Famous Sculptor Robert Bruno’s Legendary “Steel House” Hits Market For $ 1.75 Million

There is a house in Ransom Canyon, Texas known as “The Steel House,” created by sculptor Robert Bruno. The rust-colored house that stands on all fours and looks like a spaceship or an amoeba is hard to miss.

Bruno built the 2,200 square foot house in 1974 which was made entirely from salvaged pieces of Cor-ten steel. It was a lifelong passion and a passion that began in 1973, when he began sketching out plans on scraps of paper, according to critics.

For 34 years Bruno worked on the house, located on a ridge in Lubbock, Texas. Some say it was his tour de force. Bruno said himself that he was in no rush to finish it.

He did the welding and the stained glass. He even built his own hydraulic crane for construction, chinews.com reported.

The interior of the house has many unique twists, such as the stairs that go up and down the three levels. The space includes a kitchen, three bedrooms, two and a half bathrooms, an office, a sitting area and a living room with a majestic view of Ransom Canyon Lake. Entrance to the house is via a walkway on the second floor.

“Nothing in this house is square,” said Henry Martinez, the house keeper who has worked with Bruno for more than two decades, Chinews previously reported.

In 2015, architecture critic Mark Lamster of the Dallas Morning News published a story about Bruno’s works titled “Unfinished”.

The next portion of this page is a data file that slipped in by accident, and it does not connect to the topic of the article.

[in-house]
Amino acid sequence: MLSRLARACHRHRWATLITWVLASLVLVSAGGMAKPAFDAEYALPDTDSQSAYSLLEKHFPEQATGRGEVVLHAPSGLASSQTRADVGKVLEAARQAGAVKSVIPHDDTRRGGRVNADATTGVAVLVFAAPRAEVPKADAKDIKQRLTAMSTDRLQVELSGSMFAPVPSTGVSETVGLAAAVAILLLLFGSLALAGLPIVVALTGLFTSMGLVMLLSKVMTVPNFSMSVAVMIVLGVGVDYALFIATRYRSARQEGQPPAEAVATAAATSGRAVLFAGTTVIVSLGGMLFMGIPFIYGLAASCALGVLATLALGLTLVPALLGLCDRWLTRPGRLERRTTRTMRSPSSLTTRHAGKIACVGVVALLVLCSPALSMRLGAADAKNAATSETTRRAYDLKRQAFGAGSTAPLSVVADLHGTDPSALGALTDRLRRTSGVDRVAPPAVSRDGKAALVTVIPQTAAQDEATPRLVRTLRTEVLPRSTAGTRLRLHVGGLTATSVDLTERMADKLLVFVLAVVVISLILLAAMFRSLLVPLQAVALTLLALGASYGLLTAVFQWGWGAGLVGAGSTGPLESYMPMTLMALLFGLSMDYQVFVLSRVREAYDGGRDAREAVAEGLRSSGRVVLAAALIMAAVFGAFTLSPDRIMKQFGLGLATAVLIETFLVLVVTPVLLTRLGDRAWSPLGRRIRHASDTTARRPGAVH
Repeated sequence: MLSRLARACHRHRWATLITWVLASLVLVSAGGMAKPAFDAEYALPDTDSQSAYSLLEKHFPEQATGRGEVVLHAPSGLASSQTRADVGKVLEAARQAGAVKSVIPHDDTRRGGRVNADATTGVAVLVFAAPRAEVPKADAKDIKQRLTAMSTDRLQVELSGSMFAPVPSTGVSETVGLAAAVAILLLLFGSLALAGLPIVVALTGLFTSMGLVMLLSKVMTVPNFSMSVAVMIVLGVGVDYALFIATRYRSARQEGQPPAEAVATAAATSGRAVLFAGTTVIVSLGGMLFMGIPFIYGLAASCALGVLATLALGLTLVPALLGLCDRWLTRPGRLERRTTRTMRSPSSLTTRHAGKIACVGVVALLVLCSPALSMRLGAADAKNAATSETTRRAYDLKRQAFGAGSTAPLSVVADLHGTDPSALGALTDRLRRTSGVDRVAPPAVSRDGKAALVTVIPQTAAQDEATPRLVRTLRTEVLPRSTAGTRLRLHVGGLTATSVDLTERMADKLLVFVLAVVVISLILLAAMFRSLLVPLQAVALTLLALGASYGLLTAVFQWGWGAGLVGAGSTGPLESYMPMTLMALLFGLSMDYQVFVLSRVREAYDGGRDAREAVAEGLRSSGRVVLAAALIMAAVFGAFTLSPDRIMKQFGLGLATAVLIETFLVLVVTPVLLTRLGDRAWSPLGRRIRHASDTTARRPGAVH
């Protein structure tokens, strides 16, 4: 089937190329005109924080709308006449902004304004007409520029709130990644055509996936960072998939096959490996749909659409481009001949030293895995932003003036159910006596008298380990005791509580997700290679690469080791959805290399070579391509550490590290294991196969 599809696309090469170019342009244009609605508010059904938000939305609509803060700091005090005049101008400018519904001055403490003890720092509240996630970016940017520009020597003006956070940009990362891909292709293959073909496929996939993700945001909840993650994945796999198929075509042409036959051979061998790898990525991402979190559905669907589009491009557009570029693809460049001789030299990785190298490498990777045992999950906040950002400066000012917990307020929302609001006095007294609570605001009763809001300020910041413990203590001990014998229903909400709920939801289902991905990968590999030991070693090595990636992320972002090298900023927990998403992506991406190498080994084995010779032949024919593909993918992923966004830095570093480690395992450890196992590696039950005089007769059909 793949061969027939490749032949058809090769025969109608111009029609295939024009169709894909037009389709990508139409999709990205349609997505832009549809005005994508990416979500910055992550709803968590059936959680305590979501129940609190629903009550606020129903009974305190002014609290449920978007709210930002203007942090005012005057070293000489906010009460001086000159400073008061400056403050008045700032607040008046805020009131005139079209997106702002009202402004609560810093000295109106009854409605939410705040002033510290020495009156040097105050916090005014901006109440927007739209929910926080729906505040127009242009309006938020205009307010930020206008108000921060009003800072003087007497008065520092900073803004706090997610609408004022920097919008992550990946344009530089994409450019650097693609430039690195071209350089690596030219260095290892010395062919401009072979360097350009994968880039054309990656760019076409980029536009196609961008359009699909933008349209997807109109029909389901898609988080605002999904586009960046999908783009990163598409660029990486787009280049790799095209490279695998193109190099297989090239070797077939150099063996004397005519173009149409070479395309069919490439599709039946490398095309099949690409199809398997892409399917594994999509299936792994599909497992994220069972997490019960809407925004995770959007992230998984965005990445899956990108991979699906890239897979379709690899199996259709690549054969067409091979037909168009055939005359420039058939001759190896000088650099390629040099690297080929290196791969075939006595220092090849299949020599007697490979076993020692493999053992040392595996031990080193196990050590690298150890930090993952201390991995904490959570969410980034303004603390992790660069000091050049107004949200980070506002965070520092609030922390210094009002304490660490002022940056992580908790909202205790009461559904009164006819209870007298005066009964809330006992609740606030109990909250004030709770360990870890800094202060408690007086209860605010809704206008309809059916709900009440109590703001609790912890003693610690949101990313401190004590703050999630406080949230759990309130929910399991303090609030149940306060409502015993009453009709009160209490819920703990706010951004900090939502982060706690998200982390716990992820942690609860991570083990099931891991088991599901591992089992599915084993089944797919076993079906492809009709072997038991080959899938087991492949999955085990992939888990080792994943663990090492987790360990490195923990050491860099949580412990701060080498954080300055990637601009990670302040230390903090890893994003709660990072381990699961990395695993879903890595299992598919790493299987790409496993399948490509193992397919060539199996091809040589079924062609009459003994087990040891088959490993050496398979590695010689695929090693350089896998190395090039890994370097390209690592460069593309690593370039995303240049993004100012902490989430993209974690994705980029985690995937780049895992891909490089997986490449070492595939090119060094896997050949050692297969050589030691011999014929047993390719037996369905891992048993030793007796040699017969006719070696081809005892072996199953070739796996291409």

Lamster said Bruno, who was also an accomplished furniture and jewelry designer, will be “forever identified as the designer of the Steel House.”

“He came to architecture by accident and had no formal training in this profession. He was a sculptor by trade and by inclination, ”Lamster said.

Lamster, wrote, “the inspiration for the Steel House was a sculpture Bruno had made two years earlier, also in weathered steel but with a burnt orange patina.”

He said before his death he had the majority stake transferred to Martinez, whom he described as “a loyal employee” who had worked for Bruno’s company since 1986.

“It was a gesture friends describe as typical of his generosity,” Lamster wrote, as recounted by Martinez. “He would give you his shirt on his back.” “

Over the decades, “The Steel House” has fascinated audiences.

Martinez told Lamster the residents were “very suspicious of him but are now proud of him,” he explained.

“Lubbock doesn’t have a lot of nice things other than Buddy Holly,” he said.

Martinez said Bruno, who was also a professor at the Texas Tech College of Architecture, enjoyed doing photo ops at home and liked showing the house to his architecture students and travel writers visiting and writing about the house.

In 2013, the house featured on the cover of Vogue, as part of its futuristic issue, the News reported.

Although “The Steel House” remained unfinished, Bruno reportedly moved into the house and lived there before his death in 2008.

Bruno has previously been quoted as having said his motivation behind the house was “to really do something that has aesthetic value,” Lamster wrote.

“I’m not particularly concerned about having a house,” Bruno said. “I build it because I love to sculpt.

‘The Steel House’, which has been described as ‘biomorphic’, is estimated at 110 tonnes, dallasreports.com reported.

Mark Gunderson, architect, student and friend of the late artist, said the house was Bruno’s “life’s work”, according to the outlet.